Traumatic Brain Injury

  • Andrew Hornstein
  • Glenn Seliger
Part of the Current Clinical Neurology book series (CCNEU)


Patients recovering from traumatic brain injury often face drastic changes in sexual interests, activities, performance, behavior, and social demeanor (1). This can pose major and sometimes insurmountable challenges for patients and their families (2). However, counseling and support from a knowledgeable, communicative therapy staff can often significantly improve postinjury sexual satisfaction of both patients and their partners (3, 4). Effective counseling requires that both patients and their significant others become comfortable in discussing almost any aspect of sexuality with appropriate professional staff. This implies that staff have an open, nonjudgmental attitude towards the sexual lives of their patients. A respectful commitment to restoring as much premorbid satisfaction as possible is certainly a reasonable goal for rehabilitation specialists. Caregivers may be faced with subjective reservations and some moral quandaries when faced with patients whose premorbid sexual adaptations are different from that of the caregiver. However, as professionals, we are bound to respect our patients’ choices, and must avoid proselytizing either for or against any type of sensual activity.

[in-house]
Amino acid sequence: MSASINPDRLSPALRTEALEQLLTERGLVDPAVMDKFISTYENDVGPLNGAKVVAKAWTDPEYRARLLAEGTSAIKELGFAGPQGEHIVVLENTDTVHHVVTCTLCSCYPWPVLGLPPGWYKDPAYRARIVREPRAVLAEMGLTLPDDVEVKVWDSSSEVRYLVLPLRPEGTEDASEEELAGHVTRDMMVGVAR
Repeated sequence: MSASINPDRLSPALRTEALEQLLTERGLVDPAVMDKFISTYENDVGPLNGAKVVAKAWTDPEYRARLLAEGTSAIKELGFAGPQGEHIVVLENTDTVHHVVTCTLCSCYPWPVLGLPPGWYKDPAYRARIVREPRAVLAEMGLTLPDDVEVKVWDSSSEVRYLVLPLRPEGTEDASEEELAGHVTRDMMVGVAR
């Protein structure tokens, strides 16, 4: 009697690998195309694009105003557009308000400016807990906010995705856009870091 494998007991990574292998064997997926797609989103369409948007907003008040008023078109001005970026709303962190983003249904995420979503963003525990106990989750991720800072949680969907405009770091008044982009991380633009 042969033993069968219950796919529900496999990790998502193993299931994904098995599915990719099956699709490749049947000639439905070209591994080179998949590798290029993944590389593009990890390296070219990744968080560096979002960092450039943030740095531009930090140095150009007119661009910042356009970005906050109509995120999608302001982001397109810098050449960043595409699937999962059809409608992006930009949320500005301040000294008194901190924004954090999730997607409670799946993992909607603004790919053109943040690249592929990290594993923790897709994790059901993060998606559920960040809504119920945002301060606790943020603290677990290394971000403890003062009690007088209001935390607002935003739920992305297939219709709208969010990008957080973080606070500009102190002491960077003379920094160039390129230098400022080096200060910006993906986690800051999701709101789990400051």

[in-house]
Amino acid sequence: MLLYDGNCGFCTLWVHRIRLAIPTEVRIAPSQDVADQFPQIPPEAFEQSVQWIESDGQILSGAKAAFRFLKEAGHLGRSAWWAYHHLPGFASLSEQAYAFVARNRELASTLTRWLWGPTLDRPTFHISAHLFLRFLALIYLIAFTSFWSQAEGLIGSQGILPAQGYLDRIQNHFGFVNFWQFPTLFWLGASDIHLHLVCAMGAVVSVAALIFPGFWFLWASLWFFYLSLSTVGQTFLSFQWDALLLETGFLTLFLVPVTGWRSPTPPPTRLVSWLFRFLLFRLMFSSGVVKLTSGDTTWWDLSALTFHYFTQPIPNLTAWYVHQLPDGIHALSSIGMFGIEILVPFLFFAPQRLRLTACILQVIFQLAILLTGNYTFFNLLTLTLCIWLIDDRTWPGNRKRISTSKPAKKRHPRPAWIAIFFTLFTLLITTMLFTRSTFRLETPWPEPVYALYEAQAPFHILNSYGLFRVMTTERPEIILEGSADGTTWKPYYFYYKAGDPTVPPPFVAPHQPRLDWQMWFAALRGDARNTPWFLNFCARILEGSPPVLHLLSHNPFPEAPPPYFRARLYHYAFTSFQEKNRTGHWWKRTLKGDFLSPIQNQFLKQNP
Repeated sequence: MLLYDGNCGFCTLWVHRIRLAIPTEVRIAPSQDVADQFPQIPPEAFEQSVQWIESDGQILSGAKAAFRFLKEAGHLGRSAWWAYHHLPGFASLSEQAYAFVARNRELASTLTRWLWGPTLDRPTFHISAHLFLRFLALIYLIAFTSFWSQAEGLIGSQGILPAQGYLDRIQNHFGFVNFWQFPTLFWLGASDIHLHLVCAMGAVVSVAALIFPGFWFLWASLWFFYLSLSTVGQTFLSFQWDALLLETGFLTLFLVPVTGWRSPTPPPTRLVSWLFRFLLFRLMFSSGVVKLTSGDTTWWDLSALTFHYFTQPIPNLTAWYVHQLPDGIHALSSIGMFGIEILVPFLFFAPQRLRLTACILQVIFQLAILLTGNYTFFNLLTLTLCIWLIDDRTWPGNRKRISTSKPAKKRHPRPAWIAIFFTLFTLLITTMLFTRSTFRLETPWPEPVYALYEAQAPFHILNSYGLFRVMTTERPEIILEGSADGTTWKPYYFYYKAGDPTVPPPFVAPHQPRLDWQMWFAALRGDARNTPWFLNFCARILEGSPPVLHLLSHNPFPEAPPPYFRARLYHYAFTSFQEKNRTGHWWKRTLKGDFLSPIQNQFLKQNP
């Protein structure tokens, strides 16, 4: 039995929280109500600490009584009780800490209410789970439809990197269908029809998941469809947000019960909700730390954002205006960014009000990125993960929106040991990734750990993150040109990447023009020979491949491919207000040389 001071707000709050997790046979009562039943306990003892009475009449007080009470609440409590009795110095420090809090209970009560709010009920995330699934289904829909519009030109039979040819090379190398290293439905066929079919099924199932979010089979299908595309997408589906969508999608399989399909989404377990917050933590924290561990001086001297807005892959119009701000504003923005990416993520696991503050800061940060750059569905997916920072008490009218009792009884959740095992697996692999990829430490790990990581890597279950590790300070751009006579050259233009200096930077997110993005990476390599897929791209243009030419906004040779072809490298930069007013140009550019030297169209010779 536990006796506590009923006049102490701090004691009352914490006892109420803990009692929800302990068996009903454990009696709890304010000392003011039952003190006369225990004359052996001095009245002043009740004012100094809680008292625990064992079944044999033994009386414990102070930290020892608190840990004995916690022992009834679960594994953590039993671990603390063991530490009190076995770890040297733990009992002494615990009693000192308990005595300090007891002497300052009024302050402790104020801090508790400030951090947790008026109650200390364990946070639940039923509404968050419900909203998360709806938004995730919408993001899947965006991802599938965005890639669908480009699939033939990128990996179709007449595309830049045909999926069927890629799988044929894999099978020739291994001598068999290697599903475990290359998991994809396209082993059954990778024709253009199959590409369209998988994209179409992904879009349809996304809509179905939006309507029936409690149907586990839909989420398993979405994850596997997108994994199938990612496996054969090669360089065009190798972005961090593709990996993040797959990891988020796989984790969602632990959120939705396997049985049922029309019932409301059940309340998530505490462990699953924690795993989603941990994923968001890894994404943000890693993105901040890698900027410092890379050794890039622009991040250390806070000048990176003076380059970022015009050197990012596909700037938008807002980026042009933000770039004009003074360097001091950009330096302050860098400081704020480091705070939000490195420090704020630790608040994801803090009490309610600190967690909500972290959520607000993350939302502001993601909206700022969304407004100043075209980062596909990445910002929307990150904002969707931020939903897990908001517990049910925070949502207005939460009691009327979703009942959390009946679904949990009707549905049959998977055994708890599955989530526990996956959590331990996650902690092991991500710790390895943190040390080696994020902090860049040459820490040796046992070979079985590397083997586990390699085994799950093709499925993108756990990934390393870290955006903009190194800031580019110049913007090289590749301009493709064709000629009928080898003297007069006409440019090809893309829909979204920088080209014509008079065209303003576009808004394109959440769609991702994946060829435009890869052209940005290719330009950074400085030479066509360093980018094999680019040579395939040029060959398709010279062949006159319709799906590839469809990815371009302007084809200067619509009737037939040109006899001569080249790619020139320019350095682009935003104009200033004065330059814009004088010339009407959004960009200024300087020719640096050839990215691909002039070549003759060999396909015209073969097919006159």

Traumatic Brain Injury Head Injury Sexual Arousal Professional Staff Inappropriate Behavior 
These keywords were added by machine and not by the authors. This process is experimental and the keywords may be updated as the learning algorithm improves.


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© Springer Science+Business Media New York 1997

Authors and Affiliations

  • Andrew Hornstein
  • Glenn Seliger

There are no affiliations available

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